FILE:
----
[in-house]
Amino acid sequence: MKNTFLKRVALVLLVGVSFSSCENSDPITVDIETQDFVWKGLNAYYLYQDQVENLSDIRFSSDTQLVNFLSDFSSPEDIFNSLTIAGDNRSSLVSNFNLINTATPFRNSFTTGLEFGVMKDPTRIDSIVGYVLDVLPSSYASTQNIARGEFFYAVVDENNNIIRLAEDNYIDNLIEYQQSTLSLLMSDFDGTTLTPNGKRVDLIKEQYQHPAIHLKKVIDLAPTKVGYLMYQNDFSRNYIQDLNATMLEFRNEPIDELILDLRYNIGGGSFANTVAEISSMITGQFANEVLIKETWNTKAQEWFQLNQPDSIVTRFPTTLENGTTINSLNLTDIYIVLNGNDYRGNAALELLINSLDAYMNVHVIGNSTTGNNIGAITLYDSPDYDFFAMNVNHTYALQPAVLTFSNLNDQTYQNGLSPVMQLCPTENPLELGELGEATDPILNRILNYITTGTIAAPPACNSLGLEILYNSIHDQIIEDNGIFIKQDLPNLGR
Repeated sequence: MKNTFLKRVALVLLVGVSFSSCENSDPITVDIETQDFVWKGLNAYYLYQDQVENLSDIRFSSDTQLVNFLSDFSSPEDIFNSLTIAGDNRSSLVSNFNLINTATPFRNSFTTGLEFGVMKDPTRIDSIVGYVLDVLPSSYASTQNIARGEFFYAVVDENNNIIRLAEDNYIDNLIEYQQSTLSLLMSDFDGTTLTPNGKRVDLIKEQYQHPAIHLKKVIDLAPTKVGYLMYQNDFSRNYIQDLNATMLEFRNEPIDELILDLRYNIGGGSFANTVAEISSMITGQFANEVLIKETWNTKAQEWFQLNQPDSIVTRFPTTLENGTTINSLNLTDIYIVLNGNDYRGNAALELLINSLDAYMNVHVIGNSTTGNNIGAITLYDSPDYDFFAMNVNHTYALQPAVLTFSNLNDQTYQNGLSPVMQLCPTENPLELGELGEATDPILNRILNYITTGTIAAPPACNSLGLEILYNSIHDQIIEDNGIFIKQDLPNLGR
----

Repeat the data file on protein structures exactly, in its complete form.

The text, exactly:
[in-house]
Amino acid sequence: MKNTFLKRVALVLLVGVSFSSCENSDPITVDIETQDFVWKGLNAYYLYQDQVENLSDIRFSSDTQLVNFLSDFSSPEDIFNSLTIAGDNRSSLVSNFNLINTATPFRNSFTTGLEFGVMKDPTRIDSIVGYVLDVLPSSYASTQNIARGEFFYAVVDENNNIIRLAEDNYIDNLIEYQQSTLSLLMSDFDGTTLTPNGKRVDLIKEQYQHPAIHLKKVIDLAPTKVGYLMYQNDFSRNYIQDLNATMLEFRNEPIDELILDLRYNIGGGSFANTVAEISSMITGQFANEVLIKETWNTKAQEWFQLNQPDSIVTRFPTTLENGTTINSLNLTDIYIVLNGNDYRGNAALELLINSLDAYMNVHVIGNSTTGNNIGAITLYDSPDYDFFAMNVNHTYALQPAVLTFSNLNDQTYQNGLSPVMQLCPTENPLELGELGEATDPILNRILNYITTGTIAAPPACNSLGLEILYNSIHDQIIEDNGIFIKQDLPNLGR
Repeated sequence: MKNTFLKRVALVLLVGVSFSSCENSDPITVDIETQDFVWKGLNAYYLYQDQVENLSDIRFSSDTQLVNFLSDFSSPEDIFNSLTIAGDNRSSLVSNFNLINTATPFRNSFTTGLEFGVMKDPTRIDSIVGYVLDVLPSSYASTQNIARGEFFYAVVDENNNIIRLAEDNYIDNLIEYQQSTLSLLMSDFDGTTLTPNGKRVDLIKEQYQHPAIHLKKVIDLAPTKVGYLMYQNDFSRNYIQDLNATMLEFRNEPIDELILDLRYNIGGGSFANTVAEISSMITGQFANEVLIKETWNTKAQEWFQLNQPDSIVTRFPTTLENGTTINSLNLTDIYIVLNGNDYRGNAALELLINSLDAYMNVHVIGNSTTGNNIGAITLYDSPDYDFFAMNVNHTYALQPAVLTFSNLNDQTYQNGLSPVMQLCPTENPLELGELGEATDPILNRILNYITTGTIAAPPACNSLGLEILYNSIHDQIIEDNGIFIKQDLPNLGR